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N9298X accident description

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Crash location 38.766667°N, 108.000000°W
Reported location is a long distance from the NTSB's reported nearest city. This often means that the location has a typo, or is incorrect.
Nearest city Austin, CO
38.781095°N, 107.950898°W
2.8 miles away

Tail number N9298X
Accident date 23 Feb 2006
Aircraft type Cessna 182E
Additional details: None

NTSB description


On February 23, 2006, approximately 1059 mountain standard time, a Cessna 182E, N9298X, piloted by a commercial pilot, was destroyed when it struck power lines and subsequently impacted terrain 8 miles south-southeast of Austin, Colorado. An explosion and post-impact fire ensued. Visual meteorological conditions prevailed at the time of the accident. The flight was being conducted without a flight plan under the provisions of Title 14 CFR Part 91. The commercial pilot and 2 passengers on board the airplane sustained fatal injuries. The flight originated at Telluride, Colorado, approximately 0900 and was en route to a private air strip.

According to the pilot's brother, the pilot was flying to an airstrip located near the Gunnison River Farm, the accident location, to do work there. The pilot owned a construction company and was, at the time, working to install a hydro-electric generator at the farm. The two passengers on board the airplane were believed to be employees of the pilot's company. His brother said that the pilot had flown into the nearby airstrip before and had landed at the airstrip to visit the farm only a few days before the accident.

A witness who worked at the farm to which the power lines ran, said he "heard the airplane buzz the ranch." The witness said the airplane then flew into the power lines. After striking the lines there was extensive damage to the airplane. Another witness who managed the ranch said he saw and heard the airplane "buzz the ranch." He said the airplane came in once and was closer to the river (Gunnison River). The airplane came over the ranch a second time, but was closer to the house and orchard where the power lines ran. The witness heard the impact and then saw the airplane "cartwheeling" in the field. Other witnesses in the vicinity of the accident site saw flying metal and the fireball from the explosion.


The 40-year old pilot held a commercial pilot certificate with single-engine land, multi-engine land, single-engine sea, and instrument airplane privileges. The pilot also held a flight instructor certificate for single-engine land airplane privileges.

The pilot held a second class medical certificate dated October, 2004. The certificate showed no waivers or limitations.

An examination of the pilot's logbook showed him having 1,556.8 total flying hours, 1,540.1 hours of which were in single-engine airplanes. The logbook also showed that within the 90 days prior to the accident, the pilot logged 18.2 total flying hours, 16.4 hours of which were in the accident airplane. The logbook also showed that within the 30 days prior to the accident, the pilot logged 11.8 hours in the accident airplane.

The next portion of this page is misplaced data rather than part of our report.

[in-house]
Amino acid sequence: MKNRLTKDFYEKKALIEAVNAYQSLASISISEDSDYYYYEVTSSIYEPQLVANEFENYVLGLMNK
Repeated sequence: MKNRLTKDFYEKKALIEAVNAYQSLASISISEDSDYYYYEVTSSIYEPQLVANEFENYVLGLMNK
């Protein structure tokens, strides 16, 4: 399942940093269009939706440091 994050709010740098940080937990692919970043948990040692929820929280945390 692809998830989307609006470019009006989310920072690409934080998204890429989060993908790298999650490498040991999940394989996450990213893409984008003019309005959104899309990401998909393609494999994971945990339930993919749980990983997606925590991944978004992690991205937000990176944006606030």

The airplane was a 1961 Cessna 182E, serial number 18253698. The airplane was owned and operated by the pilot and was used for business and pleasure. The airplane's registration was dated September 19, 2005.

The airplane had undergone an annual inspection on March 10, 2005. The total airframe time at the annual inspection was 4,402.07 hours. The tachometer time at the annual inspection was 5,446.07 hours. The airplane's O-470-R engine, serial number 132466-6-R, was installed new on May 28, 2002. Total previous recorded tachometer time at the installation was 3,590.2 hours. The last engine logbook entry was made on September 16, 2005, when the engine oil and filter were changed. The tachometer time at the last entry was recorded as 5,499.63 hours.


At 1153, the Aviation Routine Weather Report at Montrose, Colorado, 167-degrees at 11.5 miles from the accident site, was clear skies, 10 miles visibility, temperature 37 degrees Fahrenheit (F), dew point 12 degrees F, winds calm, and an altimeter setting of 30.26 inches.


The NTSB on scene investigation began on February 24, 2006, at 0840.

The accident site was located on a ranch bordered by the Gunnison river on the west and south sides. The accident site encompassed part of a peach tree orchard, an alfalfa field, and a riverbank. Terrain surrounding the vicinity of the river and the ranch encompasses bluffs that rise steeply with tops that average 500 to 1,500 feet higher than the river surface.

The accident site began with downed power and telephone transmission lines located 129 feet due east (090-degrees) of the entry road than went to a ranch house and workshop. The lines were draped north to south across peach trees in the orchard. To the north of the orchard was a 33-foot long transmission pole resting in an irrigation ditch. The pole was broken off at the base and was originally situated on the top of a 550-foot bluff that overlooked the ranch. The power and telephone lines remained attached to the pole.

Approximately 186 feet due east of the road was a 4-foot long section of the airplane's right outboard wing. The wing section was resting upside-down on the ground amongst peach trees. The wing was torn aft beginning at the leading edge and angling outboard at approximately 37 degrees until reaching the center aileron hinge. The wing tip was missing, but showed evidence that it had been torn aft longitudinally along the cap rivet lines. A 6 to 7-inch piece of broken clear Plexiglas rested just north of the wing section. Small pieces of wing skin were found just south of the wing section.

Approximately 525 feet east of the road was a 4-foot long piece of right wing section with part of the right aileron attached. The wing section rested in an alfalfa field east of peach tree orchard. The wing piece and the aileron were crushed and torn aft and bent upward.